I finally settled on a 2008 Toyota Highlander (color: "pearl") with 112,000 miles on it. I wasn't thrilled with the high mileage, but the asking price of $14,400 seemed like a fair point to start negotiating from. And the asking price was pretty typical for a comparable Highlander, with its high rankings and safety ratings, from the online searches I'd done. I opened an online dialogue with a dealer on Saturday and arranged to do a test drive on Thursday.

Our rental car for the day as we drove up the northern coast of California
on October 8, 2015, was a 2015 Chevy Traverse. This was in Bodega Bay.

As it turned out, two things happened. First, I went to the wrong branch of the dealership. Second, the dealer I'd been corresponding with had a family emergency and wasn't able to meet me. So, instead, I met with a dealer named Raymond. While we discussed what I was looking for--an SUV with roomy seating and plenty of cargo space for my travels--I mentioned that my first choice would be a Chevy Traverse. We'd rented a Traverse on our family vacation in October and, although the third-row seats were a little tight, I'd liked how it handled. And the Traverse is rated slightly better than the Highlander. Unfortunately, a used Traverse also costs at least $1,000 more than a comparable Highlander. And besides, there wasn't a single used Traverse available on the entire mountain.

Raymond's eyes lit up. It just so happened that they'd gotten in a Traverse the day before. (It was even the same color as the one we'd driven in Cali.) They'd done the safety inspection, but hadn't even washed or detailed it yet. Was I interested? We checked it out. Very nice, very clean. I test-drove it straight to my dad's house. It was already 6:45, getting dark, but my dad came out with a flashlight, in the icy cold, to go over everything he could very carefully. Other than needing new rear tires, he pronounced it to be fit.

And so the negotiations began, with their asking price of $15,900 as my starting point.

Mary with her new car, a 2009 Chevy Traverse 4WD 6-cylinder.
4 Feb 2016

I'd already been clear that their asking price wasn't going to happen, and they seemed prepared to work with me. I'd also already told them I would not pay one penny more than the current Kelly Blue Book fair market value. I had explained Jacob's situation with his car being totaled, yet being left holding the bag for an accident that wasn't his fault, simply because he still owed more than his LaCrosse was worth. I told them I refuse to start out paying more than the car was worth right now. Cars depreciate much too fast.

The Kelly Blue Book value for this car was $14,700. I offered them $14,100. They came back with $14,900. I sneered (not really) and came back with an offer of $14,600. They took it, as long as I agreed to pose for a picture with Raymond and my new car on their Facebook page. But of course! I'd been prepared to offer $13,000 for the Highlander, so for $1,600 more I got a more highly-rated, one-year-newer SUV with 17,000 fewer miles on it. I call that a win!

My new Traverse on the evening I purchased it.

The financing came next. Raymond assured me that my credit was great despite still waiting for Jacob's car to be paid off. There were plenty of bank offers to take my loan, but I was disappointed that the best interest rate that came in was for 4.5%. I'd really been hoping for 3.9%. I know it's harder to get lower interest rates for used vehicles, but my credit is pristine. I wondered if the cosigner with Jacob had affected my rate, after all.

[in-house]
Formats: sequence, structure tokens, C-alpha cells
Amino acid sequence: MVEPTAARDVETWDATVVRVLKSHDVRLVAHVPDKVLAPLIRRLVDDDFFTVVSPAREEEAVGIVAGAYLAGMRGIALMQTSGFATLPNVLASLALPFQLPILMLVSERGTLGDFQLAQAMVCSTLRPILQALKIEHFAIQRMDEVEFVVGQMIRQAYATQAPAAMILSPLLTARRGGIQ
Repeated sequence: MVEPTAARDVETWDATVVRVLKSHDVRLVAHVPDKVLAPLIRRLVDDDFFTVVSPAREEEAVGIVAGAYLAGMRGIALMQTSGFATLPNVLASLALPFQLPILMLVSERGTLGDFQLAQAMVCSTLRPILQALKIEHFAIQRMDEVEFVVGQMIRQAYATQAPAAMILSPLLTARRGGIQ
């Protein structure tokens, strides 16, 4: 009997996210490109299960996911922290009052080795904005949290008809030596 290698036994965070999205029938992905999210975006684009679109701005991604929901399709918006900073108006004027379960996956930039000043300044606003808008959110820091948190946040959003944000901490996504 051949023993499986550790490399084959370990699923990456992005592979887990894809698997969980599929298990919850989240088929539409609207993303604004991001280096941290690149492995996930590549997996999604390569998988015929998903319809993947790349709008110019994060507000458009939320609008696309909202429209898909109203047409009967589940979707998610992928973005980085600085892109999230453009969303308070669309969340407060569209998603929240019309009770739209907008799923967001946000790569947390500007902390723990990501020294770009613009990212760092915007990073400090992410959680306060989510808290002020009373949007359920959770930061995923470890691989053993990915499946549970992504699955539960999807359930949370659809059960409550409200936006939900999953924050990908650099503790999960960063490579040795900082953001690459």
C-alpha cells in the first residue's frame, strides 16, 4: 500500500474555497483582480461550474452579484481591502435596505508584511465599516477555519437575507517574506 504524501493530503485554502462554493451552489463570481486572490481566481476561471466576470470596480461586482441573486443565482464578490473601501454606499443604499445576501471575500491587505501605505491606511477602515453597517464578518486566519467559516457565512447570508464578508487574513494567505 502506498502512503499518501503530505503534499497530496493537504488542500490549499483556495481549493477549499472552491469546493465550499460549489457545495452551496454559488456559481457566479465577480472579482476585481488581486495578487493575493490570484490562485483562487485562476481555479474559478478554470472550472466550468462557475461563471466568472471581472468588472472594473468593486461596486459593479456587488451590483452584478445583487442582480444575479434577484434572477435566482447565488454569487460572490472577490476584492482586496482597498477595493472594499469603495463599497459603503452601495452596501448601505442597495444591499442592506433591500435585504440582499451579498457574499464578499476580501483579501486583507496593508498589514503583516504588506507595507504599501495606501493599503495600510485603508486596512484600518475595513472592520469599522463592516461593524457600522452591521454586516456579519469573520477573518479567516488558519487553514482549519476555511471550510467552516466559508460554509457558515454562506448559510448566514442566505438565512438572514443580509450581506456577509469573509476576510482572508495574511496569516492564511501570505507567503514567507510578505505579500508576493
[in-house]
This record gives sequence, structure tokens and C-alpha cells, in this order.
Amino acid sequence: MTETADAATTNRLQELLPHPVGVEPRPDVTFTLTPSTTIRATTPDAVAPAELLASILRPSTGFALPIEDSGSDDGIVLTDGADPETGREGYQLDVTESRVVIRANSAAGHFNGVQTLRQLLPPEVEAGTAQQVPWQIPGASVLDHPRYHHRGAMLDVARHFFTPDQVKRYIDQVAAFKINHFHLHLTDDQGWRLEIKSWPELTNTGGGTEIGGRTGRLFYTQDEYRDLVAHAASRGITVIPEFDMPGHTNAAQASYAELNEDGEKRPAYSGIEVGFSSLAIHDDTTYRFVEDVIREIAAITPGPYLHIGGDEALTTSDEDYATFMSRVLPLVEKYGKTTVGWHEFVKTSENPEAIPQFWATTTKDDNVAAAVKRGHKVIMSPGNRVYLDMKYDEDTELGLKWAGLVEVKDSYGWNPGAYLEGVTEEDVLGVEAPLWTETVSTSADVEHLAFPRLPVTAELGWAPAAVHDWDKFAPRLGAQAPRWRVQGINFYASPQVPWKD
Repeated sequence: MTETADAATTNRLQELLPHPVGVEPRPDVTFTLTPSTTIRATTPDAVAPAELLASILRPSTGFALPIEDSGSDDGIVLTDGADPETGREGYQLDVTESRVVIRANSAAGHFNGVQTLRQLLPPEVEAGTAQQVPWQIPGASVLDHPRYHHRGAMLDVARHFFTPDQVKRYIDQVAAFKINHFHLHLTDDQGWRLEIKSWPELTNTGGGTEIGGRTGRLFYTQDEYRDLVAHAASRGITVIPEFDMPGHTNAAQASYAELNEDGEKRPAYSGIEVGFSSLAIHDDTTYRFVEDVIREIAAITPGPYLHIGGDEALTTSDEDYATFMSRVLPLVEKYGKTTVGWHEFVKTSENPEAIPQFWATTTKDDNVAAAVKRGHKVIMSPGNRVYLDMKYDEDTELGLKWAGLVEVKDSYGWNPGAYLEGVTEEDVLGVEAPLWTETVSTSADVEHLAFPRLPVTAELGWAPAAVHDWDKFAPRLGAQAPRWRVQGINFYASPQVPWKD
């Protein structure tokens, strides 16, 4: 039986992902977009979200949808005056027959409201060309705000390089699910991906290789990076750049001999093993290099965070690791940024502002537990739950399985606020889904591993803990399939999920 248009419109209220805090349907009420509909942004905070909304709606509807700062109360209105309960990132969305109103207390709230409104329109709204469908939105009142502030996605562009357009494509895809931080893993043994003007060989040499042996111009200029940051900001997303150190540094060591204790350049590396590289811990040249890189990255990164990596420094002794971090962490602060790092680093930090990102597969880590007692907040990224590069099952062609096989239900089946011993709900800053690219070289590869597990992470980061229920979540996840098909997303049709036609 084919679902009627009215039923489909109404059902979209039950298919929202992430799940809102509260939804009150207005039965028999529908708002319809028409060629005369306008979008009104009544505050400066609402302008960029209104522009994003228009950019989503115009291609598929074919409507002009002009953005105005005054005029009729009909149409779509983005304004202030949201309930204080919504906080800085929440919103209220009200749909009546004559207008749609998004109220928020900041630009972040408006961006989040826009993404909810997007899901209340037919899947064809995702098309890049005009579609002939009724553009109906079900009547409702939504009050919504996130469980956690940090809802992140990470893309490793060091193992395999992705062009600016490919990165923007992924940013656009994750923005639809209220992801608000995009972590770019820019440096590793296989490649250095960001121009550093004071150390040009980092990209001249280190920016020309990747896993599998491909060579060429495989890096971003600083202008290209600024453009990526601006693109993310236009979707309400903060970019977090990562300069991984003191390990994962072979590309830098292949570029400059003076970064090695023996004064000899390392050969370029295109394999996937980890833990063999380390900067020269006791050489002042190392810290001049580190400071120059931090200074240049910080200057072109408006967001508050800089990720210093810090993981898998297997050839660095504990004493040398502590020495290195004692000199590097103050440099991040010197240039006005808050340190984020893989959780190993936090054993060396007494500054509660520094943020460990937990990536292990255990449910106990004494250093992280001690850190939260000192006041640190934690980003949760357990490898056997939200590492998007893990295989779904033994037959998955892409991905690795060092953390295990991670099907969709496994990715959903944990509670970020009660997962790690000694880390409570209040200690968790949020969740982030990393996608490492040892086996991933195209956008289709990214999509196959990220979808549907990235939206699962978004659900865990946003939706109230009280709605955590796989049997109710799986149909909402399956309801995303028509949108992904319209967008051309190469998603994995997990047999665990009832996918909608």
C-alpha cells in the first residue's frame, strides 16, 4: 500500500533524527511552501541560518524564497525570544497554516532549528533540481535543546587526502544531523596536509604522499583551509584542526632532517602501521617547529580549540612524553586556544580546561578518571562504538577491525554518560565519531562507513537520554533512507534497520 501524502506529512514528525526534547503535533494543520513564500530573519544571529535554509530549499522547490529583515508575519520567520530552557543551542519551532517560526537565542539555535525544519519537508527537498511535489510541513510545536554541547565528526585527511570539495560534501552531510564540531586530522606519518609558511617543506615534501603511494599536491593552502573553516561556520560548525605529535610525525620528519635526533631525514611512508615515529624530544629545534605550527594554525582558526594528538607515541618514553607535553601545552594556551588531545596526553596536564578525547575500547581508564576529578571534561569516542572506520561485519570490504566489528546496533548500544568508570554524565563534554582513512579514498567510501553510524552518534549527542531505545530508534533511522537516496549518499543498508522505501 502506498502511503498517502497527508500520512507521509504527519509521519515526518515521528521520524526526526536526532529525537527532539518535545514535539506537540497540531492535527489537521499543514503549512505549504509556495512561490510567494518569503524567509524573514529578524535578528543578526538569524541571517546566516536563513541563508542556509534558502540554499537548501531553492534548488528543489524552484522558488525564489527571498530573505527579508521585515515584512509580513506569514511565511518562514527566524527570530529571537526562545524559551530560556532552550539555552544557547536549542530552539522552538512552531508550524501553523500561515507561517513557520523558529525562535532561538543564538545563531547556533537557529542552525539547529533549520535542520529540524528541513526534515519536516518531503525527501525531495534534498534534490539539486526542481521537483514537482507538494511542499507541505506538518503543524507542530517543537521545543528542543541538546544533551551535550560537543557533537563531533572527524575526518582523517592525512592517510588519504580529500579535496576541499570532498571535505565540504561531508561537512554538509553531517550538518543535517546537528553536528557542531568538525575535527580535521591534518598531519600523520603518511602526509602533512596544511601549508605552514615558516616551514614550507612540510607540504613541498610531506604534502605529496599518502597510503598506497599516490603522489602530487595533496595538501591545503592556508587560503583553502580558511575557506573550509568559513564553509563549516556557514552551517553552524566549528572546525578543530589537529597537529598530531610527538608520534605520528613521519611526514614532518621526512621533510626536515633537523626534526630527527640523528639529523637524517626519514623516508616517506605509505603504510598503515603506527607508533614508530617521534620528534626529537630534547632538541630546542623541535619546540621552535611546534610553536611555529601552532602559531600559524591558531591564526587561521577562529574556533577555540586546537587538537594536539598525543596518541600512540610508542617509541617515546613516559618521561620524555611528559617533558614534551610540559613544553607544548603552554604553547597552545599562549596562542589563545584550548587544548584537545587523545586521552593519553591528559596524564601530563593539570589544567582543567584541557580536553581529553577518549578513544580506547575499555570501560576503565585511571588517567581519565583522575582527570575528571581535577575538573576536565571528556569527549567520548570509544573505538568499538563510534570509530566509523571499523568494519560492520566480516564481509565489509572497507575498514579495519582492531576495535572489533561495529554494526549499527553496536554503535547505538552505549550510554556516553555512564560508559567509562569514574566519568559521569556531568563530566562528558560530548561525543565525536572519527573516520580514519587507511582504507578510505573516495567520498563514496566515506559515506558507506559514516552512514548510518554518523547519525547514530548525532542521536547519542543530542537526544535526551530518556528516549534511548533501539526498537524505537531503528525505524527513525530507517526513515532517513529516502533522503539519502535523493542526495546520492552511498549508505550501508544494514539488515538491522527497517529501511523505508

I went home without my new car on Thursday night so they could detail it for me on Friday. At 4:00 on Friday, Dylan and I drove over to the dealership to pick up my car and get my picture taken. When I walked into the office, Raymond told me they had a surprise for me. I asked if they were going to take another $1,000 off the price of my car. He laughed and said, no, but it was something good.

He went in the back and came out with another loan document in his hand. He told me to throw away the old one, because early this morning another bank had offered me a loan with 3.1% interest! That's even better than I'd dared to hope for. It's not quite $1,000 off, but it will save me almost $800 in interest! Not to mention bringing down my monthly payment by about $25.

Oh, and by the way, someone else bought the Highlander the same night I bought the Traverse.

In with the new 2009, out with the old 2003.

I'm keeping the old Vibe until it finally keels over. Dylan will be able to drive it for now, until his LaCrosse gets here. After that, Mark will get his license back when his parole ends on the 24th of this month, and he'll need something to knock around in until he can buy himself a truck, his preferred mode of transport. He'll have to get and pay for his own insurance, of course.

Nice to have three cars in the driveway again, soon to be four!

As it turned out, my purchase of the Traverse was most fortuitous. When Dylan drove my car home from the dealership on Friday night, it was perfectly fine. The next morning it wouldn't start; the cable clamp attached to the positive post on the battery had mysteriously broken in two. And there were issues with the old Buick, as well, that rendered it undrivable, making my new Traverse our only mode of transportation for the weekend.

Perhaps Someone was reassuring me that buying this car was a good choice, in case I'd been worried that I shouldn't have taken on a new car payment at this time (which I was). We'd have been in a bad position, with three people needing to be at work at differing times and places, without the new car.

Thankfully, the Vibe and the old Buick should both be back on the road by Monday or Tuesday. At least, we hope so. And then, if our luck holds out, our car trials should be over for awhile!

Mark poses with the cars from the rear-view.
February 6, 2016